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Interview with Representative Francis Rooney; How Capable is North Korea's Missiles?; Interview with Brian Austin Green; Aired 10:30-11a ET

Aired July 6, 2017 - 10:30   ET

THIS IS A RUSH TRANSCRIPT. THIS COPY MAY NOT BE IN ITS FINAL FORM AND MAY BE UPDATED.


(COMMERCIAL BREAK)

[10:31:45] JOHN BERMAN, CNN ANCHOR: All right. These pictures from moments ago, President Trump and the first lady, Melania Trump arriving in Hamburg, Germany.

This is the G-20 Summit now. In about an hour the president meets with the German Chancellor Angela Merkel, and then tomorrow, perhaps the most high stakes meeting of this trip, he sits down face-to-face with the Russian leader, Vladimir Putin.

Joining me now to discuss, Republican Congressman Francis Rooney of Florida. He serves on the House Foreign Affairs Committee.

Congressman, thanks so much for joining us. Before I get to the trip here, I want to bring up something Congressman Lieu said just moments ago, sending his thoughts and prayers to Steve Scalise and his family, the House majority whip who's been admitted back to the hospital in intensive care.

I know you've dined with him the night before he was shot. Do you have any update on his condition?

REP. FRANCIS ROONEY (R-FL), FOREIGN AFFAIRS COMMITTEE: I don't have an update other than what you have. But my thoughts and prayers are with Steve and his family. Let's hope that this infection is dealt with expeditiously. He continues his recovery. He's a great American, a great patriot, a great father. Yes.

BERMAN: And he's a fighter. He's getting terrific medical care. Again our thoughts are with him.

All right. President Trump, earlier this morning, he was in Poland. He was asked again about Russian election meddling and he said nobody knows for sure. He goes, yes, I think it was Russia, it could have also been some other countries.

Congressman Adam Schiff was the ranking member of the House Intelligence Committee, just put out a statement. He says that what the president says continues to directly undermine U.S. interest. This is not putting America first, but continuing to propagate his own personal fiction at the country's expense.

Your reaction, sir. ROONEY: That might be good for Mr. Schiff, but I don't think it's

appropriate. I think it's actually fails for proportionality and blows it out of proportion. I think there's co-action and certainly disinformation are routine intelligence tools that virtually every country that's in the intelligence business uses. And regardless of whether we may feel badly about what Russia did, we haven't seen any tangible effects other than bugging the DNC. Well, not bugging, but hacking the DNC.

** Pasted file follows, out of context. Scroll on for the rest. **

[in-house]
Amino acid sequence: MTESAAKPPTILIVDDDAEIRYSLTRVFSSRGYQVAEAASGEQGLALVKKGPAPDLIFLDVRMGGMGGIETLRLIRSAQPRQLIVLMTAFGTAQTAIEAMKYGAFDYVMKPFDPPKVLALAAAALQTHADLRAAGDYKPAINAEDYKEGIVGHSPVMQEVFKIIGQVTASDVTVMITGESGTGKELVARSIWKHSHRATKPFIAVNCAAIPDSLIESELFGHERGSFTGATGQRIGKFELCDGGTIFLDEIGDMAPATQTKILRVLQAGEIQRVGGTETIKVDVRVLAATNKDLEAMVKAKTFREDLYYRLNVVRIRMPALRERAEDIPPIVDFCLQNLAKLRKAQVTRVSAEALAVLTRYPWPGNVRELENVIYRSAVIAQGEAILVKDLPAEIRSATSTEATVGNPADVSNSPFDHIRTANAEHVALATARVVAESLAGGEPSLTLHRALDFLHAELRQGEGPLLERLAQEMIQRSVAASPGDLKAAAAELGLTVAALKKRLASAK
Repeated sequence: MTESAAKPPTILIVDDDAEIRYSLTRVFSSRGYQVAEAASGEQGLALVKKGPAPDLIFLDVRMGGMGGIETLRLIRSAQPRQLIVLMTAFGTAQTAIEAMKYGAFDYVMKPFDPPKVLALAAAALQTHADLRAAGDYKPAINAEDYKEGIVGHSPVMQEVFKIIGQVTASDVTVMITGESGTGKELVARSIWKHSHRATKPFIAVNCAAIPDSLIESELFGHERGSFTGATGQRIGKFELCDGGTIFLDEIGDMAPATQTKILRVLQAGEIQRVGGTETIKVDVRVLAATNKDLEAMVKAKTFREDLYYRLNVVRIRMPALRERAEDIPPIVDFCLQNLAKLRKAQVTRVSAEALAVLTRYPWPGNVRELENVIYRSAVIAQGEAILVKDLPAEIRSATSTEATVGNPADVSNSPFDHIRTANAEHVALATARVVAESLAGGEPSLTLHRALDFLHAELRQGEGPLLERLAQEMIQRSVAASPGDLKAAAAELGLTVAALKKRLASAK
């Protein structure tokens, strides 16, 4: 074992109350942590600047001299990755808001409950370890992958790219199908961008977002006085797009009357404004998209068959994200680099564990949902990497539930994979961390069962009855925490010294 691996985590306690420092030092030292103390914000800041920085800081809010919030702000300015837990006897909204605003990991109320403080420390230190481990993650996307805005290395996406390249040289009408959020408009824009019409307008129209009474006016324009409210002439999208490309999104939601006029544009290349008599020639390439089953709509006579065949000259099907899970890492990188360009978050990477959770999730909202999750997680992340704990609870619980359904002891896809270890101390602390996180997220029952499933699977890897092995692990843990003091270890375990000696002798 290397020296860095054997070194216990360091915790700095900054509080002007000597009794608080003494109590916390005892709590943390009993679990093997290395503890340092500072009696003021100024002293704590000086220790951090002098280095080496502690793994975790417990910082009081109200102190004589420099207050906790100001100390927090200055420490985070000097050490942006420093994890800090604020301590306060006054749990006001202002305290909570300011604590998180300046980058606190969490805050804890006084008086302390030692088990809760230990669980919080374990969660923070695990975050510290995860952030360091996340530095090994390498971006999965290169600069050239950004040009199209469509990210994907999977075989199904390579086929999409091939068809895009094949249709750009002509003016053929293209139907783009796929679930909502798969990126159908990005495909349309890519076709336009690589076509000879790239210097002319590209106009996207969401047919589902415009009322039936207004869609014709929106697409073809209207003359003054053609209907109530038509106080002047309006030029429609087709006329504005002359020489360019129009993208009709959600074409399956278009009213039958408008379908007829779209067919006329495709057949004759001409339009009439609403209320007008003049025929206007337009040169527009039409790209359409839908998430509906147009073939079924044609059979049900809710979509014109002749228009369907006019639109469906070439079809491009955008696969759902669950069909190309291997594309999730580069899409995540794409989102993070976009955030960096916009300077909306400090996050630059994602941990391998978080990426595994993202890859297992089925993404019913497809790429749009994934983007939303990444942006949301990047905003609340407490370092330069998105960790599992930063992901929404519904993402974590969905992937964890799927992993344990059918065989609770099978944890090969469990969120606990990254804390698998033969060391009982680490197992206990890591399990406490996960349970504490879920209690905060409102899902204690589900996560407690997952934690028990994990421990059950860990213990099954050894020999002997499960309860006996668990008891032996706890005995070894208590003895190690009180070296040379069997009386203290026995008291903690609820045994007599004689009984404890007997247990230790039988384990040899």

BERMAN: Right. But the idea nobody that knows for sure whether the Russians meddled in the U.S. election, do you agree with the president? Because his intelligence agencies and leaders, including political appointees Mike Pompeo and Dan Coats, they say the Russians did this.

ROONEY: Yes, I have heard that. And I'm not surprised. I think people spy on people all the time. You know, when Angela Merkel turned out to have been spied upon by us, you heard the Spanish say, well, I tell you what, if there's spying going on around here, we're in on it. You know, that's the nature of espionage.

I just think we need to say, OK, they tried to do that, they tried to disinform and destabilize around the world. And maybe we're smarter than them in not wanting to publicize what we do.

I also have a personal feeling of the culture of the Slavic strongman that Vladimir Putin emulates going back to the old Kiev roots that I think he probably wanted to make sure everybody knew he could do that.

BERMAN: Is it worth, you know, the culture of the Slavic strongman, as you put it there, your words, is it worth confronting someone who abides by that culture, mentioning to Russian President Vladimir Putin when he sits down tomorrow with President Trump that hey, stop it, don't do it?

[10:35:02] ROONEY: Well, I think I take the position that the Russian activities were more about Putin and less about Trump and Clinton. And if I were Donald Trump, I hope what he'll do is focus on establishing a strong relationship with President Putin based upon defending our national interests.

(CROSSTALK)